Monday Morning Quarterback: K-State

The story goes that 'back in the day' when T.O. was coaching the Big Red, if somebody made a mistake in a game, jumped off-sides, fumbled, whatever, he had some stadium steps waiting for him the following week when practice resumed. Usually at some un-Godly hour of the morning.

Society has changed a lot in recent years, and discipline at every level has become more difficult. Parents aren't even sure if it's legal to spank their kids any more. As a college football coach, it's probably pretty tough in 2002 to force kids into something like an early morning sprint up the steps of Memorial Stadium, without starting a revolution of some sort.

But Frank Solich has to do something. Call it discipline, determination, whatever, but Frank has got to find a way to get inside his players' helmets and turn on the 'focus' switch in their heads every week. That doesn't mean going 'Frank Kush' on his players, trying to twist there heads off when they make a mistake, but something, anything, to get a handle on this plethora of screw-ups.

We watched the K-State game get ugly in the fourth quarter, and we knew if a couple of plays had gone the other way, the game could actually have turned out differently. It was there for the taking. A plus 3 in the turnover category? You kidding me? We'd have all taken that in a heartbeat before kick-off. What we didn't account for was that the 'Cat turnovers would be balanced out by other factors in the 'screw-ups' department.

Some of it you can attribute to youth and inexperience. A freshman running back taking his eye off the ball to run, and dropping a pass when he's 20 yards behind the defense. A first year starting QB failing to execute and option pitch, instead eating the ball on a fourth and one play inside the bad guys red zone. A normally reliable senior kicker clanking one off the goal post from gimme range. (Okay, so they can't all be attributed to youth...).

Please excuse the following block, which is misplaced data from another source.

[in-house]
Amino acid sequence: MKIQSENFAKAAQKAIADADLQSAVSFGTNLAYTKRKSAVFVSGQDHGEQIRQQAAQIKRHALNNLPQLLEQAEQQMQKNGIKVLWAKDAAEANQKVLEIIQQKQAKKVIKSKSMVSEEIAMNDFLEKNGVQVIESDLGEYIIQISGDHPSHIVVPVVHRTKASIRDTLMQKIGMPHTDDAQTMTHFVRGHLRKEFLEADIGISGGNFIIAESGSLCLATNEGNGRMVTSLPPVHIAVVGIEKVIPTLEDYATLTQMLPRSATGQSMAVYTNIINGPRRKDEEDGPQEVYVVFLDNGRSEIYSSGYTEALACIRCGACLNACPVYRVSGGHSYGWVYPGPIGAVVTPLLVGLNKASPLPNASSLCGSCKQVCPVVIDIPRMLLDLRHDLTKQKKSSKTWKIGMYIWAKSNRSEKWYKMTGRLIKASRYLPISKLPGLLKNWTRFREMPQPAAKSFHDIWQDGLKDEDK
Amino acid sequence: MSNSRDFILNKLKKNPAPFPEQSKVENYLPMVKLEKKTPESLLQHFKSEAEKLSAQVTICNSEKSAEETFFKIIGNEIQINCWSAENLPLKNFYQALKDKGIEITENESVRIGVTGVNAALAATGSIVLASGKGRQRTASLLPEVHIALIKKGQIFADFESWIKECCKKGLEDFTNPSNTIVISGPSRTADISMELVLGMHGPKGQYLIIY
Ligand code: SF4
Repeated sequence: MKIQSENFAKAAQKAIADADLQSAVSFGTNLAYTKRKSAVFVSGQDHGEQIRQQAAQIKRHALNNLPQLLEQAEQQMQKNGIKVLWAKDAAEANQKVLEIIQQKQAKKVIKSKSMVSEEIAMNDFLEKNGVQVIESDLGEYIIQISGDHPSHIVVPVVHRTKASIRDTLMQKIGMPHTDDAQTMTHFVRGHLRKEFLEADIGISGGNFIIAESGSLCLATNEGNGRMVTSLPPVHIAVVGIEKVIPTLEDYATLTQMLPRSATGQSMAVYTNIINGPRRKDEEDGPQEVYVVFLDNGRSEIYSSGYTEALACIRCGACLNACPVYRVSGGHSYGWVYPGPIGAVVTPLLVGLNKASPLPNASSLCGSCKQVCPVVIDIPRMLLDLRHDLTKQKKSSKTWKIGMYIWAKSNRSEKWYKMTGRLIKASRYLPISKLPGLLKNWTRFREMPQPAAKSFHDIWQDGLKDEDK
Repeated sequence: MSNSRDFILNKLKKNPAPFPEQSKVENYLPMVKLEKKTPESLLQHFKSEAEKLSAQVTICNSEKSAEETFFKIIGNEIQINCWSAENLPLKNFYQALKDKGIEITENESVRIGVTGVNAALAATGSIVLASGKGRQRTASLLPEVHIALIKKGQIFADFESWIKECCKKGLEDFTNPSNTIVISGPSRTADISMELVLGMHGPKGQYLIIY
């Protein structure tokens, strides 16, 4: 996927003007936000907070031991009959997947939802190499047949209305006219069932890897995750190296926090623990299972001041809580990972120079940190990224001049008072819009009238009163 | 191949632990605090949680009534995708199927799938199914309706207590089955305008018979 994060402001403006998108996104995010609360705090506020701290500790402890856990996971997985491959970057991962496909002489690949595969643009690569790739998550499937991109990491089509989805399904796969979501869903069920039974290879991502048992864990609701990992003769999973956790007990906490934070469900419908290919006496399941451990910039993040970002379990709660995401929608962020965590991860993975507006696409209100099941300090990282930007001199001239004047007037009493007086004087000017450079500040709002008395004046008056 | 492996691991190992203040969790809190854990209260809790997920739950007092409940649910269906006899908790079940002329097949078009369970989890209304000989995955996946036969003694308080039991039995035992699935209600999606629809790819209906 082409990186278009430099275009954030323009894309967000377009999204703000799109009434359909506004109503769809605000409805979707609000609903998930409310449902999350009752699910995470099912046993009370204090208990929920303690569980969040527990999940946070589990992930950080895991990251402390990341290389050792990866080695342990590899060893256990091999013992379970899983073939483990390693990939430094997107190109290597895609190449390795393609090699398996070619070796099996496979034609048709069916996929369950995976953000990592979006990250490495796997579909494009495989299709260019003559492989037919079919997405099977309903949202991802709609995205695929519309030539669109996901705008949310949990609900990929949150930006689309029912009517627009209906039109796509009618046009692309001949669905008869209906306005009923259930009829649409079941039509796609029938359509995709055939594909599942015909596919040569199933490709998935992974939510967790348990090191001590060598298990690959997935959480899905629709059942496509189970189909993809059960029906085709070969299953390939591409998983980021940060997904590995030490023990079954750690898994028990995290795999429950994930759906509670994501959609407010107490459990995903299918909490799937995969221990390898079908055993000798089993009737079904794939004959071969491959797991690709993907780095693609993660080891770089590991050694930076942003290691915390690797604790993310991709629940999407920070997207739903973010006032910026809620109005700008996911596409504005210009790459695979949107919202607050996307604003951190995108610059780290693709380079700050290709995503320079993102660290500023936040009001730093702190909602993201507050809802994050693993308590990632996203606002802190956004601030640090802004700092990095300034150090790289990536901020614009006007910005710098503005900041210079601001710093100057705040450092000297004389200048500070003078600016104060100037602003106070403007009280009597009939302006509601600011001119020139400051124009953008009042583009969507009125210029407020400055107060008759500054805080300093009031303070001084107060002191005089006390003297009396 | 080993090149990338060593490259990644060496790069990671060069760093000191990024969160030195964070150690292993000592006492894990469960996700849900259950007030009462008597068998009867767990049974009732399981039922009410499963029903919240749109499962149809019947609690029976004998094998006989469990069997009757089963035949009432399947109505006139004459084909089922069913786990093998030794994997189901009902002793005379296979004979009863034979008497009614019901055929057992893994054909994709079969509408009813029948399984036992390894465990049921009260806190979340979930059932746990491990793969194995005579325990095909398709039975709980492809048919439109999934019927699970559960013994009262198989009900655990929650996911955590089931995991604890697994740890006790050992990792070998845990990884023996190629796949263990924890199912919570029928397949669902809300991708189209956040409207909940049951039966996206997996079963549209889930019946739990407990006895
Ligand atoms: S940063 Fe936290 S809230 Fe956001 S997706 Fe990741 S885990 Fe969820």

Will just 'growing up' fix these problems? Or is some other form of negative re-enforcement needed to sharpen the focus? When opponents and their follower say that "this doesn't look like Nebraska anymore," that's what they're talking about. It's not a drop off in talent. It's a drop off in performance and consistency.

In 1995, T.O.'s National Champs went into Boulder and played a perfect game. No turnovers, no penalties, and routed a decent Colorado team. That team had a lot of great players, but Colorado was their match in pure talent. NU won with superior focus, superior execution, and superior determination. That was then.

This is now. In ten days, Nebraska has a chance to face another Colorado team - that has clinched the Northern Division of the Big 12 with no better talent than the Huskers have. Not much is riding on the game for the boys from Boulder. Much is at stake for Frank Solich and his team. We'll see if youthful screw-ups can be overcome with a focus born from a sense of urgency. That focus has been missing at times.

It worked back in the day.


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